Bill would rescind bus belt mandate


Published: Sunday, January 23, 2005 at 6:01 a.m.
Last Modified: Sunday, January 23, 2005 at 12:57 a.m.

Facts

How the law came about

  • In 1999, fueled by a high-profile accident in Vero Beach that killed two, lawmakers mandated that all school buses bought after 2000 must be equipped with seat belts.

  • TALLAHASSEE - Just four years after the state mandated seat belts in school buses, lawmakers will consider an effort to take them back out.
    Two Lakeland Republicans - Sen. Paula Dockery and Rep. Dennis Ross - have filed bills that would allow county school boards to resume buying buses without seat belts.
    In 1999, motivated by a high-profile accident in Vero Beach that killed two, lawmakers mandated that all school buses bought after 2000 must be equipped with seat belts.
    But that same year, the National Transportation Safety Board said seat belts for bus riders often did more harm than good and that simply staying seated was a more important safety measure.
    Ross expects an emotional fight as he battles an ingrained aphorism: Seat belts save lives.
    ''It's going to take a lot of convincing,'' Ross said. ''But it's the right thing to do for the safety of children. We get bogged down in the Legislature when we get overcome by the emotional debate.''
    Proponents of the seat belt law are numerous and powerful, including the Florida PTA and Attorney General Charlie Crist, who sponsored the bill as a state senator in 1999.
    ''I think it would be unfortunate,'' Crist said of a repeal. ''Clearly, seat belts make children safer.''
    Not everyone agrees, including federal agencies like the National Highway Traffic Safety Administration. Even without seat belts, school bus passengers are between four and eight times safer than belted passengers in other vehicles.
    The reason is the high, padded seat fronts that cocoon kids in school buses. Called ''compartmentalization,'' the plan is to use narrow, padded seats to pack children so that collisions allow little room to move.
    But Florida PTA legislation chair Dawn Steward says the seats don't protect kids in side-impact accidents. She compared the bus seats to an egg carton with no sides.
    ''If you hit a bus in the rear end, the seats will take care of that,'' she said. ''But if you're hit on the side, watch what happens to the eggs. They all break.''
    Former Rep. Cynthia Chestnut, D-Gainesville, sponsored the bill in 1999. She said it passed with ''lukewarm enthusiasm'' with ''lots of lobbying.''
    Now an Alachua County commissioner, she is still steadfast in her support. She dismisses the federal studies as biased. ''The school bus transportation lobby in Washington is very, very firmly against seat belts and they were able to get that message across.''
    Florida is one of five states in the country that mandates seat belts in school buses. The others are California, Louisiana, New Jersey and New York.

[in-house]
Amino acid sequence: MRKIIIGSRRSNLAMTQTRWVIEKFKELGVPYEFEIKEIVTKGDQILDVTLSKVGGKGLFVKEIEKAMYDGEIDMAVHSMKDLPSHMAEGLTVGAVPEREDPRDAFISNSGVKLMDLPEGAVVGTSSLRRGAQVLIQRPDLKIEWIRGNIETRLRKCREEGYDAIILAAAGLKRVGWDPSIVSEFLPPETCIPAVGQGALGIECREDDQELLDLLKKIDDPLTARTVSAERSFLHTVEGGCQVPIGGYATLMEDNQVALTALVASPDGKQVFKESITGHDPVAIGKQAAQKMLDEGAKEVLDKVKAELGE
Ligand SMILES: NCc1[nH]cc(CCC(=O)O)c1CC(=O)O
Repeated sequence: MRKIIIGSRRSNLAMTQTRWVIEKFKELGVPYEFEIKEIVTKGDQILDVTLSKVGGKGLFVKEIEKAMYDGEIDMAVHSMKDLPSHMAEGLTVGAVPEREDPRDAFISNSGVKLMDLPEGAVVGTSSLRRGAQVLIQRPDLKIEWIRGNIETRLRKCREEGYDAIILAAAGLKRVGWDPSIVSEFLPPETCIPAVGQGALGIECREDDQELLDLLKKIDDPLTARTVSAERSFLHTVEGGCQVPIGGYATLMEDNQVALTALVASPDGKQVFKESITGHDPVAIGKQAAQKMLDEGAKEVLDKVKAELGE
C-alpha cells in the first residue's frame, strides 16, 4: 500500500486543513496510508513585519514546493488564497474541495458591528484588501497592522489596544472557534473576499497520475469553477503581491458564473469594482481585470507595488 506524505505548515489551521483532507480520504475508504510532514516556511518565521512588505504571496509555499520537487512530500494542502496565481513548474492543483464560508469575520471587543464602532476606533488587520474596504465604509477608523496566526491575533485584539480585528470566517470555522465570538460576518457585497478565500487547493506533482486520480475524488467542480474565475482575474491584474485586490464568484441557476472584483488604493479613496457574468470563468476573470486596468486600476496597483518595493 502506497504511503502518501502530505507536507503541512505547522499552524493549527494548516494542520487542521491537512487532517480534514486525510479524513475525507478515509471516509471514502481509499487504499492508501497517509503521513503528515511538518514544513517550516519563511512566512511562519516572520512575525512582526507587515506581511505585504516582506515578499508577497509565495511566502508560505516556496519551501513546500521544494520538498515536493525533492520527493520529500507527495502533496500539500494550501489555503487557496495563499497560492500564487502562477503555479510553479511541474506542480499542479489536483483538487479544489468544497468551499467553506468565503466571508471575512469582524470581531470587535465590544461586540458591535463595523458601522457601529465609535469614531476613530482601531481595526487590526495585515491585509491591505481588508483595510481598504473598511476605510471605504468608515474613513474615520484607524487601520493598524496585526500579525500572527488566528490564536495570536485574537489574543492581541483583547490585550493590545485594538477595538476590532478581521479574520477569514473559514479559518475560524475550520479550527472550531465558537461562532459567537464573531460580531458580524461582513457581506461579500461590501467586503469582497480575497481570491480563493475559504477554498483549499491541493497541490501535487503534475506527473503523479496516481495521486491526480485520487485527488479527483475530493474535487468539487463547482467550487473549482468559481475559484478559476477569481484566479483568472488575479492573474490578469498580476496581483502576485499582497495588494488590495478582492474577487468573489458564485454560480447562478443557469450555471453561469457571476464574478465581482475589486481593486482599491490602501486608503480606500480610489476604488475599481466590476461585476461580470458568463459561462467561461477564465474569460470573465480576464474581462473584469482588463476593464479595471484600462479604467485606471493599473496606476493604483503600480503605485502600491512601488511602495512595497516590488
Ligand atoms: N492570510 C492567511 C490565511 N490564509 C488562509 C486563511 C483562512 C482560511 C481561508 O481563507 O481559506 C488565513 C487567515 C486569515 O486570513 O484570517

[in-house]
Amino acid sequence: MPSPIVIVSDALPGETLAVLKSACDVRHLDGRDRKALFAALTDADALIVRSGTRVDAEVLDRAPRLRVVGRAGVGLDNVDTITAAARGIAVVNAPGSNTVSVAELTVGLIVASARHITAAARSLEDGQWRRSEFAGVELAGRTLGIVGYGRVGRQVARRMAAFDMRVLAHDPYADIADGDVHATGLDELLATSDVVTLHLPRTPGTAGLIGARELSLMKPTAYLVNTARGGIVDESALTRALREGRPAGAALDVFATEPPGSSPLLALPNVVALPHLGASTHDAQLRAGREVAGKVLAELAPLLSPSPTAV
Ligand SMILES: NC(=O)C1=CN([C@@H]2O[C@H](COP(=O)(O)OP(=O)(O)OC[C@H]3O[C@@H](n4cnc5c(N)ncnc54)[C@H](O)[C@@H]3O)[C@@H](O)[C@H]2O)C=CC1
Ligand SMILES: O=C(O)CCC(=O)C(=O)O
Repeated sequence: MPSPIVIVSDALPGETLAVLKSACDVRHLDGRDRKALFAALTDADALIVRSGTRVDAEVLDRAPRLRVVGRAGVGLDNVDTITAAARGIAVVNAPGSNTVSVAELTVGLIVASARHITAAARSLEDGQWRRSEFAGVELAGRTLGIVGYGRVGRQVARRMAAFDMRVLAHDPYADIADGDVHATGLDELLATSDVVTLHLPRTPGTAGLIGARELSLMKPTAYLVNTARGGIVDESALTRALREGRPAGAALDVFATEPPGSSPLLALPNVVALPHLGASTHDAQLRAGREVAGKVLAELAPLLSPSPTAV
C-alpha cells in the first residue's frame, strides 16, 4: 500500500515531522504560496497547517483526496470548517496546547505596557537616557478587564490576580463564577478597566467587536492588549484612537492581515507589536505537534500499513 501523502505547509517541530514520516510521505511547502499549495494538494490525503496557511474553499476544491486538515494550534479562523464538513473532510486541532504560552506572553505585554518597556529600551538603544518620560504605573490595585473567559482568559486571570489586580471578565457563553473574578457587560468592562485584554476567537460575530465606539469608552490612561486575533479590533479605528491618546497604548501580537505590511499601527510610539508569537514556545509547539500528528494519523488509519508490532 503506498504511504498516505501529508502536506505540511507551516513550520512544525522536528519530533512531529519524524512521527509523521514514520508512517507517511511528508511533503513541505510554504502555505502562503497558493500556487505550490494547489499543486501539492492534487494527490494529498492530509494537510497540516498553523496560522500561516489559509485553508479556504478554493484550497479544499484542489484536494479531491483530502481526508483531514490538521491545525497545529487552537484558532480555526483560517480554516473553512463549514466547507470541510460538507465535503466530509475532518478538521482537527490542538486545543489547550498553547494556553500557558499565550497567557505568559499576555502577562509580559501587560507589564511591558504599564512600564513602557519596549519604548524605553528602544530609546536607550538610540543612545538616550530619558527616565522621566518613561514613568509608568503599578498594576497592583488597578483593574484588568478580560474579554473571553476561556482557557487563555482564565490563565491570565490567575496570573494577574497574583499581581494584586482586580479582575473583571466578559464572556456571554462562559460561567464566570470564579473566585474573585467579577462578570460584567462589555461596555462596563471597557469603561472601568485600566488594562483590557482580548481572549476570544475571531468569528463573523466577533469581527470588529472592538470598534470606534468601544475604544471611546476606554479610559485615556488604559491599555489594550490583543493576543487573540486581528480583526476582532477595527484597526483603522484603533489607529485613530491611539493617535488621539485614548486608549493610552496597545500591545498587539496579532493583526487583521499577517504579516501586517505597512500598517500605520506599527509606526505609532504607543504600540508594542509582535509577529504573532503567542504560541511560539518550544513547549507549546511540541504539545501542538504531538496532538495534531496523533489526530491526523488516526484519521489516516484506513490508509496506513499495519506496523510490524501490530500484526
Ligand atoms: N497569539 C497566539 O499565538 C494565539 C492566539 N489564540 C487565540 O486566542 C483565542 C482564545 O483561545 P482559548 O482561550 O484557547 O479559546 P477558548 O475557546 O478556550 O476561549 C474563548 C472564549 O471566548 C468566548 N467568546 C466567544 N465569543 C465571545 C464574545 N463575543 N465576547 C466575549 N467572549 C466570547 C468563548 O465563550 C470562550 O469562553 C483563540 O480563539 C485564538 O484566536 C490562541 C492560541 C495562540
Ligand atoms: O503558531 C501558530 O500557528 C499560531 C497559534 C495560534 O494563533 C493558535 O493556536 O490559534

Most buses use lap belts only. Fred Murphy, assistant superintendent for support services for the Polk County School Board, said the lap belt, rather than restraining a passenger and absorbing the energy, acts as a pivot that flings a child's head forward.
    He said lap belts were deemed unsafe in cars more than 30 years ago when three-point harnesses were mandated in front seats.
    ''We're not providing a safer ride,'' Murphy said. ''It devastates me to think we would use lap belts on a bus that we would not even have in our own car.''
    School officials have found other unintended side effects to the seat belts.
    ''With elementary school kids, they get on the bus and you hear 'click, click, click.' They're conditioned to use them,'' said Dave Ingalls, director of transportation for Sarasota County's school district. ''In middle school, they wrap it around their buddy's neck. We've had a kid hit in the face. They set traps across the aisle (with the belts) They get dirty. They're a pain in the neck.''
    And, Ingalls said, no law can force dozens of kids on a bus with one driver to buckle up.
    ''It's not the law that you have to use them,'' he said, ''just that you have to have them.''
    The state's decision to mandate the seat belts has proven costly for the counties. Murphy said Polk's district actively replaces older buses - about 100 of the district's 600 buses were purchased after the 2001 mandate for seat belts.
    The cost for the seat belts is about $2,500 a bus, Murphy said, or $250,000 since 2001.
    In Sarasota County, Ingalls said about 100 of the district's 300 buses have seat belts.
    Murphy, who lobbied Ross and Dockery to sponsor the bills, said the reason for the repeal isn't the cost.
    ''Not at all. If I thought spending $10 or $12,000 (more) on a bus would ensure safety, I'd be all for it,'' Murphy said, adding that the biggest safety issue for students is safety on streets with heavy traffic as they walk and wait for the bus.
    ''It's a false sense of security,'' Murphy said of the belts. ''There are far more kids hurt or killed outside the bus.''

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